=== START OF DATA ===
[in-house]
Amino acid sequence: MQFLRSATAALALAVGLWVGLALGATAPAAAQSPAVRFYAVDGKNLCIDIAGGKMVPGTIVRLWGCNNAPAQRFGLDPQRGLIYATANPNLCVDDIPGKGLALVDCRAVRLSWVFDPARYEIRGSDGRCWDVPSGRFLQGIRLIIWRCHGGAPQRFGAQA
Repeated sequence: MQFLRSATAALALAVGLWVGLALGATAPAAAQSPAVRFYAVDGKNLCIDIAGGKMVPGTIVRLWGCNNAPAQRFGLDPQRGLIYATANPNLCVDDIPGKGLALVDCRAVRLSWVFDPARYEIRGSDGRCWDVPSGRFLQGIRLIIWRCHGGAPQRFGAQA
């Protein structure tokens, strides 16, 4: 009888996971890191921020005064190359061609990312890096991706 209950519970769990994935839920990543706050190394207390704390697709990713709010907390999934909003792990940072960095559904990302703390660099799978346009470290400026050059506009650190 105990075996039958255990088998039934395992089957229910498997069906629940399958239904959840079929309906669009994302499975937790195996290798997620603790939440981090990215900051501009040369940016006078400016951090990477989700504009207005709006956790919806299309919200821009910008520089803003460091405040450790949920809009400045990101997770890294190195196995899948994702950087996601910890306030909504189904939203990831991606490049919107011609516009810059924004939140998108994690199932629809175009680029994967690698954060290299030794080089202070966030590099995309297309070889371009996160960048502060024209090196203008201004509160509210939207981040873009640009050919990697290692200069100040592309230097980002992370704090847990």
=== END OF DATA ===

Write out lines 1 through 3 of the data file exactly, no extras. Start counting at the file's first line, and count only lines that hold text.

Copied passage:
[in-house]
Amino acid sequence: MQFLRSATAALALAVGLWVGLALGATAPAAAQSPAVRFYAVDGKNLCIDIAGGKMVPGTIVRLWGCNNAPAQRFGLDPQRGLIYATANPNLCVDDIPGKGLALVDCRAVRLSWVFDPARYEIRGSDGRCWDVPSGRFLQGIRLIIWRCHGGAPQRFGAQA
Repeated sequence: MQFLRSATAALALAVGLWVGLALGATAPAAAQSPAVRFYAVDGKNLCIDIAGGKMVPGTIVRLWGCNNAPAQRFGLDPQRGLIYATANPNLCVDDIPGKGLALVDCRAVRLSWVFDPARYEIRGSDGRCWDVPSGRFLQGIRLIIWRCHGGAPQRFGAQA